I just got back from a trip to Glyndwr University in Wrexham where I gave a keynote talk “Communicating in Wales: design and architecture for mobile applications over poor connectivity” at the Internet Technology and Applications conference (ITA17).
This was primarily about the ways that developers can design applications so that they avoid some of the worst user experience problems in areas of low or broken connectivity … which includes most of the coast of Wales, and indeed remote, or poor areas across the country.
Reliability over speed? Getting online in Wales under focus at ITA17 with keynote speaker @alanwalkswales this morning pic.twitter.com/h1k6glnAZn
— Glyndwr University (@GlyndwrUni) September 14, 2017
However, this is only necessary because there is poor connectivity in the first place, a situation visitors from many other countries cannot understand. In the UK we have decided that mobile and land-based internet access is largely a matter of market forces, with token gestures at helping rural areas. Even though things have improved over the years, the gap between the access available in major urban areas vs that available in rural areas, or even poorer parts of cities is still large.
As I was quoted in a press release:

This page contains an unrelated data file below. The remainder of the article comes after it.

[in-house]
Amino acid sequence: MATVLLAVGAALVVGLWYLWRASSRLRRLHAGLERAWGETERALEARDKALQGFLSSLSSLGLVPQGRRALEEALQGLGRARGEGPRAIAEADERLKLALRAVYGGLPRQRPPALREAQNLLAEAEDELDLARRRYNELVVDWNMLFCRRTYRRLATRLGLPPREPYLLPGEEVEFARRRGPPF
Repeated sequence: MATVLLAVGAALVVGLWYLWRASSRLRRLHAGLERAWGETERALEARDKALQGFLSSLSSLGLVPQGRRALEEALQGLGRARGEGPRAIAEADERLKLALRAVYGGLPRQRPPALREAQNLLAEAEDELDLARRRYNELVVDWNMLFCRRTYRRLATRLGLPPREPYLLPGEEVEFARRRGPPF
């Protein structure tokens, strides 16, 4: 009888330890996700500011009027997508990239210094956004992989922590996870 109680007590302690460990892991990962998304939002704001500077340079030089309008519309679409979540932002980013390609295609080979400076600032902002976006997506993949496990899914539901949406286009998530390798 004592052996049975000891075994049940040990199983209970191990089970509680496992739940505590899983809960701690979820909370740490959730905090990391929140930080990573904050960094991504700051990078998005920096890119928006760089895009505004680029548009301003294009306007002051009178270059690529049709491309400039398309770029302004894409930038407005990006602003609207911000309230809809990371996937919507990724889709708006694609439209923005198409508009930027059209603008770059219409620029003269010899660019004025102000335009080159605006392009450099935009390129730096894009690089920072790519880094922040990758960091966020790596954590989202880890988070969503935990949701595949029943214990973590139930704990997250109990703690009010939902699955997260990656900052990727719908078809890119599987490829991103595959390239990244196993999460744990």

“It is unbelievable that in a country whose future success in the world depends on being a high-value knowledge economy, we regard internet access as a privilege of the rich.”
This key public policy issue was picked up in the press (Daily Post and The Leader):
I was also interviewed for BBC Radio Wales on the Good Morning Wales programme:
and there is an article based on this on BBC News website:
It wasn’t all academic talks and media interviews! The conference included social events in order to better get to know the delegates that came from as far afield as the US, Pakistan, Russia and Kurdistan. The social programme included a walking tour around Chester with its unique double-decker streets – sort of 16th century shopping mall; and an amazing Mediaeval banquet at Ruthin Castle, were I got to preside as Baron Alan!